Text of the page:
Amendment 7: Post 1, My Editorial in Surfcasters with lots of information

Many have asked me what my take is on the striped bass amendment seven, and what my choices were going to be for each option.

Let’s start with a letter I wrote in for the upcoming Surfcasters Journal #73, which will get you started with all the information. Then, I’ll make my own thoughts clear in a post immediately to follow this.

Here is the letter, and as soon as this goes live, my comments will be, too.

Look for a give-away announcement in the next week or so for any and all that comment.


To you, the reader

You may or may not be aware that there is a huge decision about to be made as to the management of striped bass. For a many years now, the fishery has been managed under Amendment Six by the Atlantic States Marine Fisheries Commission (ASMFC). You have likely heard, and experienced, that the fishery is both over-fished, and over-fishing is occurring. This is beyond politics, and determined independent of the commission by a panel of non-partisan scientists. In 2020, new regulations went into place that sought to curb harvest and reverse the decline of our beloved fish. However, much of the framework of Amendment Six remained in place, and the commission decided it was time to over-haul it, to try and revive the fishery long-term.

Now, the ASMFC is seeking comment on a totally new amendment, Amendment Seven. This is even more important than the last time around, because Amendment Seven will be what dictates the management of the striper for many years- potentially decades. Amendment Six was put in place in 2003.

The good news is there are some really great proposals in this Amendment Seven. We are close to getting some real change that could finally end the downward slide, and return us to the incredible fishing we once had.

All the details for the proposed changes can be found in an incredibly long and intense document, which clocks in at 180 print pages. This behemoth is at times both hard to understand and very technical, even for someone with a science degree. You can find that document here:

Here is a rundown of the proposed regulations directly from the ASMFC. It’s not exactly a short video, but it covers everything thoroughly:

We frankly don’t expect you to read it the document, or even watch the whole video. It’s a shame, because this is going to turn away a lot of anglers that just don’t have time to sort through that much jargon, decide on 18 different regulations with multiple tiers and sub-options, and then try to write it all down in an email. To me, an 18-page document would have been too much; let alone a 180. Complex or not, there has to be another way. In my opinion, it’s yet another failing of the ASMFC.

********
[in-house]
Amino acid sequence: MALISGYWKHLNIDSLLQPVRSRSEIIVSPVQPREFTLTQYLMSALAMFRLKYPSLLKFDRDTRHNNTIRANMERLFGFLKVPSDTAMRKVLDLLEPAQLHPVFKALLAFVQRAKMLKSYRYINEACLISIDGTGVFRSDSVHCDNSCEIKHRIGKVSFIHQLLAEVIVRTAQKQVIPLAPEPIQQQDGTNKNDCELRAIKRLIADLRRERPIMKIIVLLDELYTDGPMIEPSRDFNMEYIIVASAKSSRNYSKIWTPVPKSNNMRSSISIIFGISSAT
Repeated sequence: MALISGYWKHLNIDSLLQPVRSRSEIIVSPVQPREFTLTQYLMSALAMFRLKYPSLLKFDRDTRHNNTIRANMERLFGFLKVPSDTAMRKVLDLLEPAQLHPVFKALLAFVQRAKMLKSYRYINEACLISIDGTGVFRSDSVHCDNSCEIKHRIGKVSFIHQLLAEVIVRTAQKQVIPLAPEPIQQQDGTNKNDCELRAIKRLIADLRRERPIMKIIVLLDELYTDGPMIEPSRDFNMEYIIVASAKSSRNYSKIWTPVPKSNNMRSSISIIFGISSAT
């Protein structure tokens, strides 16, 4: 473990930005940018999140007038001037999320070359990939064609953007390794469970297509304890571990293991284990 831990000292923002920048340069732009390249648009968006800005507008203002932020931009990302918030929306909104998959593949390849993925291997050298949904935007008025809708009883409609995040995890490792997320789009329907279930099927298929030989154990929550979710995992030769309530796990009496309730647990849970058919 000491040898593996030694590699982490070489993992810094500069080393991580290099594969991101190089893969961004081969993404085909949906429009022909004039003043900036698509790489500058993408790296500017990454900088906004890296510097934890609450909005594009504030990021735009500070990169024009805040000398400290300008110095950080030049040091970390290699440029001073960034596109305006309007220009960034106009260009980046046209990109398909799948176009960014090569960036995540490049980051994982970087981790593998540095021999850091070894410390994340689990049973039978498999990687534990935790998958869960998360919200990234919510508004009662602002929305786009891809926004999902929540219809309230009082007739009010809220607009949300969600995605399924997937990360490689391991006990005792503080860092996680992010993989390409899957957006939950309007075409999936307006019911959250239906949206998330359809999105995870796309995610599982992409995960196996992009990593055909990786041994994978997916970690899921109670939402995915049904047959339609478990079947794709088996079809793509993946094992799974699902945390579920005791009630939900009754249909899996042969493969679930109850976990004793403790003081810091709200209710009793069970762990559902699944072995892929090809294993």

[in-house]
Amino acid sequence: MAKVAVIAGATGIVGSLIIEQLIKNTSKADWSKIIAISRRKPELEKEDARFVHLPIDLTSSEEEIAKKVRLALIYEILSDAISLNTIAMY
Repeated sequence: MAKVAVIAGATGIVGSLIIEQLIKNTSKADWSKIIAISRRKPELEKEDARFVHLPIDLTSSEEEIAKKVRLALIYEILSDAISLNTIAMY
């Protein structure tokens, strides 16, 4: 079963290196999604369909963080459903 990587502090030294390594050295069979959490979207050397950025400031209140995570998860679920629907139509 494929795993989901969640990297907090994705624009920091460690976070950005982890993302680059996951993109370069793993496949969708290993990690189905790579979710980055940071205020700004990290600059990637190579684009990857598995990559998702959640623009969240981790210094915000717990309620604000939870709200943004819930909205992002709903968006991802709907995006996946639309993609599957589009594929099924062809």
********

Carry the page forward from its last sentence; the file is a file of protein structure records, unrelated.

However, we really want you to speak up for your fishery. We have to speak up. If we want to be fishing in 20-years, we need to get control of the fishery right now. We can turn this around, but we can’t wait even one more year.

We at Surfcasters hope you’ll stand up for the fishery, but your decision on the regulations is up to you. We just ask that you get involved. Engagement is the key point- numbers matter- and “engagement” can be as simple as sending an email.

This is a very, very important moment. It could be the tipping point at which history records us saving the fishery, or letting it slip away from us. Amendment Seven has seriously great potential; we’re so close! Isn’t that worth just a few minutes to write an email?

How to make your decision, and where to send your email:

Some subscribers may not trust one source or another, so I encourage you to do your own homework. However, I can recommend four organizations with well-thought out, varying opinions.

The first is the American Saltwater Guide Association (ASGA). The ASGA has been a real driver behind organizing recreational anglers, and has been helping explain to the public what is going on in easy to understand ways for several years now. You can find their suggestions here: . I will note, the ASGA also has a podcast (The Guide Post) which breaks down the document over multiple episodes, and I found this helpful. Further, many professional organizations across media, industry, and non-profit are taking using the ASGA to guide their decisions.

The second is the American Sportfishing Association (ASA), which is a very large national recreational angling association. They take many identical positions as the ASGA, but with some critical differences. You can find their suggestions here: . I know of several large organizations that are using the ASA’s guidance in making their positions.

Stripers Forever is another organization who has release their take on Amendment 7. You can find their suggestions here:

Stripers Forever does a great job with their rationale, and I appreciate that they have “stepped up their game” in recent years. I was getting frustrated with them, but they are doing a good job again in my eyes.

Finally, the large Facebook group 1@32 Pledge page and the NY Coalition for Recreational Fishing have endorsed a slightly different set of regulations, and you can find their thoughts in Ross Squire’s letter, here:

If you disagree with these, that’s fine! We- the crew here at SJ- just want you write your letter. The important part is to get involved now, at this critical step- before it’s too late.

Please, consider how important this fishery is to you, and write your letter prior to the April 15th deadline, and submit it to

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Congratulations to Mike Sjoholm for being randomly selected to win the prize-package for the Amendment 7 give away. Thank you to everyone who sent in your letters, and also who entered the give away.